What else? Transportation. Ohio is kinda vague. Do you have local public transportation where you are planning to live? Or will you have to get a car or scooter to get around? If so, consider the costs of payments, insurance, fuel and maintenance. Or think about getting a bicycle, if you can live near where you work.

If you get roommates, and aren’t overly picky on where you live, you can generally get a room someplace for pretty cheap. But don’t forget renter’s insurance, electricity, water, TV, phone and internet bills. And food! Don’t forget about food!

Just try to think out all of your expenses and add them up. Then make sure that your income from your job(s) can cover you. What is your hourly wage, and how many hours a week can you count on for sure? It would not be pretty if you made a messy break from your parents only for you to have to ask them for money later.

Plenty of young people live on their own successfully. You just need to carefully think out your options and plan well. It is often a trial and error experience for people when they first step out on their own. You are bound to make some mistakes, but we all have!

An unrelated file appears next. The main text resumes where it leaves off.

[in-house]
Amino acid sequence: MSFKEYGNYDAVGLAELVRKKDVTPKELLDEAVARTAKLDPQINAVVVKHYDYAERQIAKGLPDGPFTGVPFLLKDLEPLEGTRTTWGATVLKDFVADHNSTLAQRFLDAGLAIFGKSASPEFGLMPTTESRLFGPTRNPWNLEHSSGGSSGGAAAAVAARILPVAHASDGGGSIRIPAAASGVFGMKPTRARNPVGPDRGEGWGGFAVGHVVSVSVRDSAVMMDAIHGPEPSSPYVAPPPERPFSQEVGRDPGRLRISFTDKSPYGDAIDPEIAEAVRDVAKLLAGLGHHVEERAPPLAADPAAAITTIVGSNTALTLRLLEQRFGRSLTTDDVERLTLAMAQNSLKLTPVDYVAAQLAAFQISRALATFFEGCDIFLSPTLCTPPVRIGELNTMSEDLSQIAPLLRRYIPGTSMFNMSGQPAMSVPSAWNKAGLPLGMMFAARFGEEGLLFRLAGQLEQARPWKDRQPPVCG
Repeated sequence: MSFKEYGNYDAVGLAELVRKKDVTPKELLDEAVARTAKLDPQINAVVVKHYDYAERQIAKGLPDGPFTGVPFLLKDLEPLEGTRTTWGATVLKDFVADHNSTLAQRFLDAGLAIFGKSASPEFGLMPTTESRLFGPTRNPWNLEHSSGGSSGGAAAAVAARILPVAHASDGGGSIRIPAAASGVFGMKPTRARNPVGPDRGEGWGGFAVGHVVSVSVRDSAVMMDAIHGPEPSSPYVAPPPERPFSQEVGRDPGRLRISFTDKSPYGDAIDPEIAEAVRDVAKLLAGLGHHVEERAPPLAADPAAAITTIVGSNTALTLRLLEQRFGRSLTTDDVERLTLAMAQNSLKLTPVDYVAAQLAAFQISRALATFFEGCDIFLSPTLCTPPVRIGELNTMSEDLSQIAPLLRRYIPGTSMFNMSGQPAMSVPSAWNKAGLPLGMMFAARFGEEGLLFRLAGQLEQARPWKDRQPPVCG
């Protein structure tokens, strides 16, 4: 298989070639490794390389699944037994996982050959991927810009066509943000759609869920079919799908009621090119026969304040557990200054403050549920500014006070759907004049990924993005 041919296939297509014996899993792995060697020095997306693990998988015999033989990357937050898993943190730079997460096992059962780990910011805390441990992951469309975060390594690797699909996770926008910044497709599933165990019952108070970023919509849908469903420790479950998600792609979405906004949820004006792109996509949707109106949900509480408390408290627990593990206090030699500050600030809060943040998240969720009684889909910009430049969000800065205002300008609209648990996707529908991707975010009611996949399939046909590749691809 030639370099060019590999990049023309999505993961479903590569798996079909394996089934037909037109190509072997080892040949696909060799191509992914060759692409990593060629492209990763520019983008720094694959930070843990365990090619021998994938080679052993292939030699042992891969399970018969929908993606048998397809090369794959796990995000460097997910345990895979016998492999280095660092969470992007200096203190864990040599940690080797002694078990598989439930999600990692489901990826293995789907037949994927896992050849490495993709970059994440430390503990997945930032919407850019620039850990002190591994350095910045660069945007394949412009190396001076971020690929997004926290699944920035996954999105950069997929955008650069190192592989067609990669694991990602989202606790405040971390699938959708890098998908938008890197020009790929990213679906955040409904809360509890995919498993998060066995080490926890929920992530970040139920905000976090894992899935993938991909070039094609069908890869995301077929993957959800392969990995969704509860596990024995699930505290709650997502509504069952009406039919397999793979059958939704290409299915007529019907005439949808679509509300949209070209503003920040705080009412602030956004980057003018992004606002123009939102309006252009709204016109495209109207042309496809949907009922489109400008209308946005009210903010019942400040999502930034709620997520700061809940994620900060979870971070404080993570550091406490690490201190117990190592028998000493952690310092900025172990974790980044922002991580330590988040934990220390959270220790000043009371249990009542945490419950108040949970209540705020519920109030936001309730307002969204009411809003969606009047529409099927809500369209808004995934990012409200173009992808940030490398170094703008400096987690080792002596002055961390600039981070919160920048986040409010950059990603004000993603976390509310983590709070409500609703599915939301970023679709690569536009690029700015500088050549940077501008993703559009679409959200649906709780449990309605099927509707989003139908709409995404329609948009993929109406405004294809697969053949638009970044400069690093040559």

Joseph asks…

I found this apartment for $390, but they require income at least 3 times the rent?

I’m on disability benefits from social security because I’m mentally disabled and can’t work. This apartment is the cheapest one I could find in all california and now the application criteria says “All applicants must receive a combined income of 3 times the monthly rent. Is there any way that the manager could let me in because I can’t find anywhere else to live and if I move to another state they’ll cut my benefits down. My parents can’t support me for all their life. My income is $876 but there are no taxes deducted.

Administrator answers:

Yes, write a letter about your circumstances when you submit the application and offer to put down a double deposit. Submit documents about your disability payments, offer that they can automatically deduct the rent from your checking account if that will make a difference.

Three times the rent is a rough guide for leasing, but California has a whole different set of standards because the cost of living and apartments is so ridiculous. I managed a building in the Bay Area for several years, I had the leeway to make exceptions for people who seemed like good candidiates but had some glitch. You should have very good credit and good former landlord references if you expect any bending of the rules.

Good luck!

Ken asks…

Where can I find a cheap apt in Southern CA?

I have bad credit, and know i can find an apartment, but because of my credit, it is a huge set back. i dont have any evictions, or bankruptsies…can anyone direct me to a fair site?
I mean, i can afford like $800-$900 for rent, which i know i can find in the valley, it’s just a matter of finding something where my credit is not gonna be frowned upon….

Administrator answers:

It depends on where in So. Cal. You’re looking. If you head out towards the desert, it gets cheaper. Check out the Inland Empire and the High Desert. I’m spending under $1000 for a nice two-bedroom.